Two knees genuflection?

I am not sure if this is the proper forum for this question, but here goes.

One of the books given to us RCIA Candidates was OUTLINES OF THE CATHOLIC FAITH, published by The Leaflet Missal Company, © 2000

After giving instructions on how to do the one knee genuflection, they add this sentence: “In genuflecting with both knees, bend the right knee first and then the left; thereupon make a medium bow of the body and rise.”

I’ve never seen anyone do the two-knee version. I do the one-knee version, although a bit slowly due to arthritis. Has anyone seen somebody do the two-knee version, or do it themselves? Is this something special for rare occasions or has it gone out of practice? Would it be considered grandstannding to do the two knee version when everyone else is doing the one-knee version?:confused:

As a child, we were taught to do the 2 knee genuflection in adoration, when the Blessed Sacrament is exposed.

Its known as a double genuflection, and is only done
when Our Lord is exposed. You will also see this, if youve
ever attended a mass with the Blessed Sacrament exposed.

If the Church is not too crowded and I am early for mass I often do the double knee genuflection.

Regardless of whether the blessed sacrament is in or outside of the tabernacle, our Lord is still present and worthy of worship, though for practical reasons the one knee genuflection is more common.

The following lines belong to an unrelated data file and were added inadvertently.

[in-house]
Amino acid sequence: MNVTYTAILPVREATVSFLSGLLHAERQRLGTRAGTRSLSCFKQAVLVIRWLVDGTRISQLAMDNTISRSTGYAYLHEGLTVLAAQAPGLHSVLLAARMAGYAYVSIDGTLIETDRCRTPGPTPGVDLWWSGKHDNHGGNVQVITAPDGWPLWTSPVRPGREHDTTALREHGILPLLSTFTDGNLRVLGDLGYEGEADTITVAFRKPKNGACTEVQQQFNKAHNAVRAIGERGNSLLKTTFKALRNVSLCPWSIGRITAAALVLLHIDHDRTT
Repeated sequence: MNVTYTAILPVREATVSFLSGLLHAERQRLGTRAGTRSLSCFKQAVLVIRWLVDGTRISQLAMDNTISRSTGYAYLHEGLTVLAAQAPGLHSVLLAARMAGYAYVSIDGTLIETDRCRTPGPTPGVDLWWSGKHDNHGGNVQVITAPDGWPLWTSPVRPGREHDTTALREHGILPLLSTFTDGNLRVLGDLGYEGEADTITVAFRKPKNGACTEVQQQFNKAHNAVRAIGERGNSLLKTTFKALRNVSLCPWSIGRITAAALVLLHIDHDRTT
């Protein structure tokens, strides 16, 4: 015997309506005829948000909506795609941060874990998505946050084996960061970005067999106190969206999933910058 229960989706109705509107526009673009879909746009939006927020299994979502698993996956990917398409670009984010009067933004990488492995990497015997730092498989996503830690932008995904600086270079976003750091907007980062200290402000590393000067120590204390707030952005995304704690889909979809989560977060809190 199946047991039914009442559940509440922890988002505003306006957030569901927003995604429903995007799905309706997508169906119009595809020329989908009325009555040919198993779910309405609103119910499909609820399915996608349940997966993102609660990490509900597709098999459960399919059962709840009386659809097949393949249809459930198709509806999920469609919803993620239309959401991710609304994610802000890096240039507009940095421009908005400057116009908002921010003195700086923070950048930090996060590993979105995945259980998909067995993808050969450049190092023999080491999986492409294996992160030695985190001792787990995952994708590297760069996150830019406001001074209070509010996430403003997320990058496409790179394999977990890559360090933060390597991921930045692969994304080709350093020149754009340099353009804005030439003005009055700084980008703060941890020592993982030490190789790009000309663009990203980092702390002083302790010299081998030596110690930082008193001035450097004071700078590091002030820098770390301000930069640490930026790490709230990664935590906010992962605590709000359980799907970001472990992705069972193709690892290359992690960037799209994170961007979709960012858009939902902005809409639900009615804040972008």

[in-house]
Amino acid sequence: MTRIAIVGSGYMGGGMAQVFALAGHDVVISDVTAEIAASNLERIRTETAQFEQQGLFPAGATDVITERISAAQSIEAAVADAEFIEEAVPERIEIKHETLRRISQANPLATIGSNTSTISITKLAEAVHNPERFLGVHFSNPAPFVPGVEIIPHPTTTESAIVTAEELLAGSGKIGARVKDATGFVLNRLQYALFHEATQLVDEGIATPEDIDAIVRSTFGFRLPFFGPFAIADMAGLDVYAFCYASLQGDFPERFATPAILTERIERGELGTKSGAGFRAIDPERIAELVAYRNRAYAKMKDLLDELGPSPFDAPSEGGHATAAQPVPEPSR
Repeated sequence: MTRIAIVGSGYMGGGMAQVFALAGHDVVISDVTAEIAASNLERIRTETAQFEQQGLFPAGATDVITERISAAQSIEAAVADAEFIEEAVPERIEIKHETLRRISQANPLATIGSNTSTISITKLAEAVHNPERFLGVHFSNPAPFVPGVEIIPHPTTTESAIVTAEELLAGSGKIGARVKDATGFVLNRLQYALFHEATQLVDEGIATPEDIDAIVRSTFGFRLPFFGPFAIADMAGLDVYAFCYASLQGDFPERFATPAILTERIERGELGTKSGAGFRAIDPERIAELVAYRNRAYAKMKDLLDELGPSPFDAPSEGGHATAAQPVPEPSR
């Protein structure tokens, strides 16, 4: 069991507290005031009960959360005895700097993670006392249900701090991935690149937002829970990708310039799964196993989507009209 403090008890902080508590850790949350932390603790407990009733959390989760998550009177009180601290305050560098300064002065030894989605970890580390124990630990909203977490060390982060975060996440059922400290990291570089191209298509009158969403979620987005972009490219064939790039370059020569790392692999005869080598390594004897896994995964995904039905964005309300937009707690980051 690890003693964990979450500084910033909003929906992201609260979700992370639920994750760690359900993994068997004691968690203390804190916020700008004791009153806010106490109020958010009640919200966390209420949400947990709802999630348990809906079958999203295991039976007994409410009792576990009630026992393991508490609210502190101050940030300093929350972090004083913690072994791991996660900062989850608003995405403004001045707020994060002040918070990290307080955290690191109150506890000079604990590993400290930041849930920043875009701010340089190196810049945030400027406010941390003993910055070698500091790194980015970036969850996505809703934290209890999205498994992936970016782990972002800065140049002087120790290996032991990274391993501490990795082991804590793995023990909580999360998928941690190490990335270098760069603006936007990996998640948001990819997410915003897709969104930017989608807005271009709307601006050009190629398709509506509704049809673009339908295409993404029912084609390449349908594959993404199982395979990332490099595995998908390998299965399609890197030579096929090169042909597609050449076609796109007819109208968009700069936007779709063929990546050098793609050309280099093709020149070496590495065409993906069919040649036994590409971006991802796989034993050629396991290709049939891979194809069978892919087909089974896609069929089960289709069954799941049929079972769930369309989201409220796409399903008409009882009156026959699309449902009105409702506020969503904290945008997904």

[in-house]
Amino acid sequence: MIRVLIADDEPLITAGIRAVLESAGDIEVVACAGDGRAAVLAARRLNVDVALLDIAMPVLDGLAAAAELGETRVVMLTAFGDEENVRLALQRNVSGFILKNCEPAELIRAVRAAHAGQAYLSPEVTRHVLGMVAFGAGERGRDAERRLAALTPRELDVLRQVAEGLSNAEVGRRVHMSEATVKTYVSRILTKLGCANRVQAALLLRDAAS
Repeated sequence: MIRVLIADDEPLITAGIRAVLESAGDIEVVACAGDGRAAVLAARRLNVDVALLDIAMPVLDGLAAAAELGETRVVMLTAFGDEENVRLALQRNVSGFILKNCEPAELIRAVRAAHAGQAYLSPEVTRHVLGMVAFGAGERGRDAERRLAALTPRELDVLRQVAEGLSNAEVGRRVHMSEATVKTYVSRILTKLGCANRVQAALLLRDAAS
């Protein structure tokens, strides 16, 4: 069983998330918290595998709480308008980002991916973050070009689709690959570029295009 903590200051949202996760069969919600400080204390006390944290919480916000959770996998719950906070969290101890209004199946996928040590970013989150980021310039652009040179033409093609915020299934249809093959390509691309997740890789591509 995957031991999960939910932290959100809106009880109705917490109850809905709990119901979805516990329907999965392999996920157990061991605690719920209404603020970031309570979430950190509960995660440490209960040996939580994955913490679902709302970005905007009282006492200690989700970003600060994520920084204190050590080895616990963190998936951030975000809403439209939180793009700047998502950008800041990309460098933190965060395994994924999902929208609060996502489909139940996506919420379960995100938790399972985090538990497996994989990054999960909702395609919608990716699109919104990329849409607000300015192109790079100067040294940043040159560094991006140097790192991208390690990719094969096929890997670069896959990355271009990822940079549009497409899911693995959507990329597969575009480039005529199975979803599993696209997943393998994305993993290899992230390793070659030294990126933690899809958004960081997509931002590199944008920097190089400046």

God Bless!

In college I would often use two knees during my solitary visits to the chapel, but the general traditional distinction of cases is genuflect on:

the left knee for persons (bishops, sovereigns)
the right knee for Christ (if you’re a strict Thomist this would include crucifixes and other icons, since the honor shown the image goes to the prototype)
both knees for Christ exposed for adoration (which I believe would include in procession, though I’ve never participated in a Corpus Christi - or other such - procession)

Those of us who are older learned the 2 knee genuflection for when the Blessed Sacrament was exposed. That requirement was changed to a 1 knee genuflection, although I can’t remember the exact date when that happened. I’m sure it can be found in the liturgical documents.

I still see the 2 knee fairly regularly among the more “mature” attendees at Adoration, and I doubt that anyone would find fault with it beyond letting someone know that it is no longer the “norm”.

1973 – From Eucharistiae Sacramentum

  1. Genuflection in the presence of the blessed sacrament, whether reserved in the tabernacle or exposed for public adoration, is on one knee.

Me too.

tee

Hey, I’m only in my 30s and the nuns who taught at school drilled us in the double genuflection too, which I do whenever the Blessed Sacrament is exposed.

In Opus Dei chapels, when Host is exposed, they do both knees.

Both knees when the Blessed Sacrament is exposed. Pre V II norm.

Well sure, but they have assassin monks too.

JSA

I would say yes. It’s never good to “out-pious” the others.

Off topic - I saw your quote on fasting in OSV! Cool!